Tasks before the EC


The time is now

With the elections due in March 2013, the Election Commission (EC) has a super heavy agenda before it. On the stake is the credibility of the next elections as well as that of the EC itself.

That successive military rules have taken a heavy toll on the institutions is best exemplified by the state of the EC. Till the passage of the 18th Amendment, the Commission was totally dependent on the executive which could manipulate it to have results of its liking. It is now an independent body with members enjoying a five-year tenure. It has also been given extra powers under the 20th Amendment.

What is needed on the part of the EC is to learn to use its newly acquired powers. Except for the Waheeda Shah case, there is little to indicate that the Commission has awoken to its responsibilities. Laws, even constitutional provisions, have been violated and no notice taken. There is not only a need to implement the existing laws but also to update those that cannot cope with some of the existing malpractices. The wrongs committed in the past must not be repeated. Let us remind the Commission of some of the issues that need to be tackled urgently.

Error-free electoral rolls that the Commission had undertaken to prepare by February 23 are nowhere in place despite constant goading by the Supreme Court. Whatever has been done by Nadra in this respect gives the impression of shoddiness. For instance, there are complaints from Sindh that the lists prepared by the Authority have serious flaws. Cases have been reported where people living in Sindh have been given voting rights in Balochistan. In other cases, votes of those who have been living and working in Karachi for decades have been registered in the interior of the province.

Article 25 of the Constitution guarantees that there shall be no discrimination against women and that the state shall make provisions for the protection of women. Despite this, women at certain polling stations in Mardan and Mianwali were not allowed to vote during the February by-elections. Earlier in 2011, women were also debarred from voting at a number of polling stations in by-elections in Kohistan and Shangla. The EC should have withheld the results of these constituencies which it simply failed to do.

Any survey of the electoral rolls will reveal that the number of women registered as voters does not genuinely reflect the existing male-female ratio in accordance with the demographic survey. Unless the names of all women of voting age are on the electoral rolls, elections would remain flawed. For this, a law has to be made and the EC has to gather courage to enforce it.

There is a decades old complaint of gerrymandering of constituencies in Karachi to favour MQM. This queers the pitch for other parties. The issue needs to be resolved before the general elections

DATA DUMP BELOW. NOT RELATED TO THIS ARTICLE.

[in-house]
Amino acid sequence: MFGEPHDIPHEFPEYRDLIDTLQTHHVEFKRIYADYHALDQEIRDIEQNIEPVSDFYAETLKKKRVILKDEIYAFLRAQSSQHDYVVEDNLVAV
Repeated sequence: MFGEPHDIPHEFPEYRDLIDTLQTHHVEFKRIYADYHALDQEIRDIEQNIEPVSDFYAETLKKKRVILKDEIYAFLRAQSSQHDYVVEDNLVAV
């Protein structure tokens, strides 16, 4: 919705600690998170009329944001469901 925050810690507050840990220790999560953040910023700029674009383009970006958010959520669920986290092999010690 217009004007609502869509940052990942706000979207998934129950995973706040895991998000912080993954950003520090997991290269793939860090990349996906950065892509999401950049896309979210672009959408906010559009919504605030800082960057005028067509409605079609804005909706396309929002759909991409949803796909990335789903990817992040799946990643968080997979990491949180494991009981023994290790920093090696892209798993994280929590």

During the Senate elections, the PPP lost a seat from Punjab despite possessing the required number of votes. This naturally led to allegations of horse trading. In the 2006 Senate polls, PPP candidate Farhatullah Babar had suffered a similar fate. The Commission has to make the needed changes in laws to end the sale of votes in Senate elections.

FATA Senators’ elections are simply scandalous. The money paid during the recent elections by each of the four elected Senators to the electoral college of 11 FATA MNAs was reportedly in the range of nine figures. How the Senators would retrieve the huge investment along with the profit is anybody’s guess. The EC has to do whatever it takes to end the malpractice.

Candidates contesting elections make false statements regarding their assets and qualifications. They get away with this presumably because there is no law to bring them to book.

The use of money in elections has turned the assemblies virtually into millionaires’ clubs where middle class candidates are denied access. The money starts flowing with the announcement of the elections and continues to change hands till the announcement of the results. The situation in neighbouring India was not much different a couple of decades back. The Indian EC has finally succeeded in enforcing a code of conduct that has stopped the visible use of money in elections. Unless similar measures are taken in Pakistan by the EC, the doors of the assemblies will remain closed for the common man.

The use of muscle power is another factor that favours the ruling elite and the mafia dons in big cities like Karachi. What the previous EC did was to make no more than symbolic moves to end to the display of weapons. It took only selective action in more prominent cases of violence. The practice has, thus, continued to flourish.

This has led parties to allot tickets only to the so-called “winnable candidates” – in other words those who can spend crores and have gangs at their command. It is no surprise that the assemblies are devoid of talented politicians. Most legislators are disinterested in the legislative activity leading to the all too frequent lack of quorum. They come to Islamabad or the provincial capitals during parliamentary sessions mostly to get personal jobs done.

The writer is a former academic and a political analyst.


  1. In Punjab, every body knows, Shabaz Sharif played the dirty trick and bribed six MPAs from Punjab. Horse trading took place in Lahore; yet Election Comissioner remained mum and did not show his activism like he has in case of Waheeda Shah.


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